As I write this, I’m listening, off and on, to a Pandora station playing classical guitar music. The Link is reproducing each attack, slide, and nuance of the guitarist’s playing. What bass there is is solid, with good presence down to its lower limits, and it displayed razor-sharp focus on the limited soundstage.

Turning to a Pandora station dedicated to Joni Mitchell, I was delighted with the sound of her upbeat “You Turn Me On, I’m a Radio.” Her voice was crisp and clear, her guitar sharply articulated, her overdubbed backing vocals mellow. Wilton Felder’s electric bass was audible if a bit reticent -- but that’s how it sounds on the original recording.


Turning to Bluetooth, I tried the opening chorus of Vivaldi’s Gloria, with Hervé Niquet conducting Le Concert Spirituel (16-bit/44.1kHz ALAC, Alpha). Niquet is one of the most energetic and imaginative performers of Baroque music. If you don’t know his performances, check them out on YouTube, especially his Handel. The Gloria opens with a bouncy theme in the strings before the chorus bursts in with a joyous “Gloria, Gloria.” Everything sounded right through the Link Portable -- the articulation was clean, the tonal balance pleasant, and the attack of each note was as close to ferocious as such a small speaker can produce. It all sounded absolutely correct through the Link Portable, which provided an incredibly appealing listening experience.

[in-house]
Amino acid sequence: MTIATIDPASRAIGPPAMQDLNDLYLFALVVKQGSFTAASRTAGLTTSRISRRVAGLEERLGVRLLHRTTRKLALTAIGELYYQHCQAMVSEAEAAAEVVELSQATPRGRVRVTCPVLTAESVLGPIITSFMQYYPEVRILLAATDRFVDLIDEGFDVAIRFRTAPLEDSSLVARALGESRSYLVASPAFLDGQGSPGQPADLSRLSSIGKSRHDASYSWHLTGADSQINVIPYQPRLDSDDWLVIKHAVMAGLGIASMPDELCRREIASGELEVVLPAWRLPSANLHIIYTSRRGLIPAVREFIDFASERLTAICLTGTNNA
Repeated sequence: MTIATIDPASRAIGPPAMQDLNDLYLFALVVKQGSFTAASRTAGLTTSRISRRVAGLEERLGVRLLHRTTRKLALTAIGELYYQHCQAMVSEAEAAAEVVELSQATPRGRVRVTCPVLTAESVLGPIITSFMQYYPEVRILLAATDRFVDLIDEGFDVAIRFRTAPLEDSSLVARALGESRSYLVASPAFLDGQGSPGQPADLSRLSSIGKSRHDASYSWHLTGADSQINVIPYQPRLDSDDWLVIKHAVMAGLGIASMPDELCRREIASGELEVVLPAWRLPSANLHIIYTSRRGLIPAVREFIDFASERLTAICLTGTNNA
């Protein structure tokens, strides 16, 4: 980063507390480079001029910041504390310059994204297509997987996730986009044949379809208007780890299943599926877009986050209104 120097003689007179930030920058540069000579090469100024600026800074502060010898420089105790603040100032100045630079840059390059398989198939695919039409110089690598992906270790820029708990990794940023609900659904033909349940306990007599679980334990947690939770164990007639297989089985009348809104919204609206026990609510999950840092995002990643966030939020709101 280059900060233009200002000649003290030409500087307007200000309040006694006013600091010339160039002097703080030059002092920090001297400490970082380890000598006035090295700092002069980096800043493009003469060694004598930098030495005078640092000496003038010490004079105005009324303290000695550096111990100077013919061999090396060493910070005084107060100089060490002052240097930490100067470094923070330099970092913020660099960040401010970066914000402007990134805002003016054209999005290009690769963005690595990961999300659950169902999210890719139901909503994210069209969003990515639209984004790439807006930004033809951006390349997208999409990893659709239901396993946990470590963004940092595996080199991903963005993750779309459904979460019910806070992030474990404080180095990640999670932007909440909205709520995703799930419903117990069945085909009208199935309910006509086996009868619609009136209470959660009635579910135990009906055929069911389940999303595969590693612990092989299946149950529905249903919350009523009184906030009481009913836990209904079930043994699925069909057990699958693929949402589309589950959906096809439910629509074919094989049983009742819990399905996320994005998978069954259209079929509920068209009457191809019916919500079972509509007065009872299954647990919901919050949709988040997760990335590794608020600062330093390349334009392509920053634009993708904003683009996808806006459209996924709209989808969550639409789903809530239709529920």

I listened to jazz and rock, soft and heavy, and came away with nothing but admiration for this versatile little speaker. There seemed to be no genre of music it could not reproduce with aplomb.

In sum

The JBL Link is one of the most versatile small, portable speakers on the market today. Connected to Wi-Fi, it can be operated through Google Assistant and all its features work flawlessly. The charging base makes it easy to keep the Link powered up and ready to go, and it’s waterproof -- you can take it out on the deck, into the rain, or into the bathroom, getting good sound all the while.

This speaker has become part of my daily routine -- as soon as I wake in the morning, I tell it to play the news, then to play music by a particular artist. Later, I take it into the bathroom for music and news as I shower. Then I tell it to give me the weather report for the day and the next two days. I love this little guy.

. . . Rad Bennett

Associated Equipment

  • Portable music players -- Apple iPod Touch (sixth generation), Benjie Rocker

JBL Link Portable Wi-Fi Bluetooth Speaker
Price: $89.95 USD.
Warranty: One year, limited.

Harman International Industries, Inc.
8500 Balboa Boulevard
Northridge, CA 91329
Phone: (800) 336-4525